It was Sir David Barbour's great merit that he was not afraid of his own conclusions. He frankly stated, like all the other Commissioners, that Ireland's taxation, considered by itself, without regard to Irish expenditure, was unsuitable and



unjust. He recognized that a system of taxation which was suitable for a rich, industrial, and expanding country like Great Britain was unsuitable for a poor, agricultural, and economically stagnant country like Ireland. He had before him the figures showing that two-thirds of the Irish population was rural, and that between three and four-fifths of the English population was urban.* He laid special stress on the fact that five-sevenths of Irish revenue, as compared with less than half the British revenue, was derived from taxes on commodities of general consumption, pressing heavily on the poor, and set forth the figures showing that the product of these taxes represented a charge of £l 28.95d. per head of the population in Ireland, and £1 ls..05d. in Great Britain, although the wealth per head of Great Britain, as he admitted, much greater than the wealth of Ireland per head.”+ His conclusion was that this state of affairs, though regrettable, could not be helped, because, under the Union, whose permanence he took for granted, a change of general taxation to suit Ireland was simply impracticable. He did, it is true, point out incidentally that the same hardship might be said to affect poor localities in Great Britain and poor individuals in Great Britain, but he recoiled from the absurd fallacy involved in saying that on that account Ireland was not unjustly taxed. If he had gone to that length he could never have signed the unanimous Report.

I only mention this latter point because some outside critics have been bold enough to assert the fallacy in its completeness, proving, as they easily can, that the purchase of a pound of tea or a pint of beer is as great an expense to a man with 108. a week in Whitechapel as to a man with 10s. a week in Connemara. Such reasoning nullifies the whole science of taxation. It would be as sensible to say that our whole fiscal system might wisely be transplanted in its entirety to any foreign country or to any self-governing Colony absolutely irrespective of their social and economic conditions and of their habits. Yet Ireland in these respects has always differed from Great Britain at least as much as any self-governing Colony and many European countries. The tea-tax produces scarcely anything in France ; it produces an enormous amount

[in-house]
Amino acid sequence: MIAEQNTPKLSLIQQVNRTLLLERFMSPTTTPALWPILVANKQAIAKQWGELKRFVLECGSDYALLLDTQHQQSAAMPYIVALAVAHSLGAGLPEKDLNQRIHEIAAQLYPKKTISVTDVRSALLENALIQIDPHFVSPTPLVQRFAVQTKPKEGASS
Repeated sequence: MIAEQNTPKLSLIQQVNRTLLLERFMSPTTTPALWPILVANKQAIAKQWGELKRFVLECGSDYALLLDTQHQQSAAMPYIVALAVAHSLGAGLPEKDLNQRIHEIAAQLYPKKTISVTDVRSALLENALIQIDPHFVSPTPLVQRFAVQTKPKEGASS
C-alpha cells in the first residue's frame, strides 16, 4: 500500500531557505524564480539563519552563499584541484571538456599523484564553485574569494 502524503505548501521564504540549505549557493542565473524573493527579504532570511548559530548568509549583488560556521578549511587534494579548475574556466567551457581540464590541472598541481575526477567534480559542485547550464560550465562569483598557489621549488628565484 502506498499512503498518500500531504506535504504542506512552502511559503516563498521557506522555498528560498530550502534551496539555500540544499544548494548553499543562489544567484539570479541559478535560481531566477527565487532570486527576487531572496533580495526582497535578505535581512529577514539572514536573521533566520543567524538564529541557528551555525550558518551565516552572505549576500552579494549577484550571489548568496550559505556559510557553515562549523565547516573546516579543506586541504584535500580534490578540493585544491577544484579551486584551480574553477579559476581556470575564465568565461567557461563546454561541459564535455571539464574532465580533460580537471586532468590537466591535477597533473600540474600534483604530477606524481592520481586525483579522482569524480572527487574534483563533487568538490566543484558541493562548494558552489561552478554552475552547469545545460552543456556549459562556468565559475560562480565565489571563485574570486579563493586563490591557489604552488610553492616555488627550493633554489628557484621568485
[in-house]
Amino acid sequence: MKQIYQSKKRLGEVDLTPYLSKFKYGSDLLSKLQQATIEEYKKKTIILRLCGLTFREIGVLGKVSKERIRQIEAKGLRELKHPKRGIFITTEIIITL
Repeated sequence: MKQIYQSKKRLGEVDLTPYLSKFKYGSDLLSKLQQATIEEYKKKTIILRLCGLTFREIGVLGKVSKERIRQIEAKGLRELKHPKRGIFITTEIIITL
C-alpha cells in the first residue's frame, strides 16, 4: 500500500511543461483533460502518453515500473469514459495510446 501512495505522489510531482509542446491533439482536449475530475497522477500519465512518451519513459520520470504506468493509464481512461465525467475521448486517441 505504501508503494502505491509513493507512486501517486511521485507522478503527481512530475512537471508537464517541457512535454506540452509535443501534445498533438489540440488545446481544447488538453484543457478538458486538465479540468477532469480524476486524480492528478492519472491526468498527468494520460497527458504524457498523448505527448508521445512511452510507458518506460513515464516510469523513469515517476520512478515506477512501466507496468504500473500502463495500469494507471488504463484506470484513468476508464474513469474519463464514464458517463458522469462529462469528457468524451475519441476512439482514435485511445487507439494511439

* Final Report, p. 24 (Census figures of 1891). † Final Report, p. 122.

relatively in Ireland, and is a greater burden there than in Great Britain. The wine-tax is not felt by Ireland ; it is felt more by England; it would cause a revolution in France. Beer is taxed lightly in the United Kingdom, but the Irishman drinks only half as much beer as the Englishman. Meat is untaxed, but the Irish poor eat no meat. Spirits and tobacco are highly taxed, and they are consumed more largely in Ireland than in England. And so on. The whole Commission recognized that the circumstances of the two countries were different, and stated "that identity of rates of taxation does not necessarily involve equality of burden.”

Nor could Sir David Barbour have dissociated himself from these conclusions without destroying the rest of his argument. He pointed out with truth that merely to reduce Irish taxation to its correct level, and to leave Irish expenditure where it was, would be to wipe out Ireland's contribution to Imperial purposes and leave her with a subsidy from Great Britain of three-quarters of a million. On the other hand, he held, as I have already indicated, that unduly heavy taxation in Ireland was already compensated for by an excess of local expenditure in Ireland as compared with Great Britain. But how, on its merits, and apart from the question of taxation, could such an excess be justified ? The Act of Union had provided for indiscriminate expenditure in the event of a fiscal union. Most of the other Commissioners, indeed, had objected to the idea of distinguishing between “Imperial” expenditure and “local” expenditure, and striking a balance called an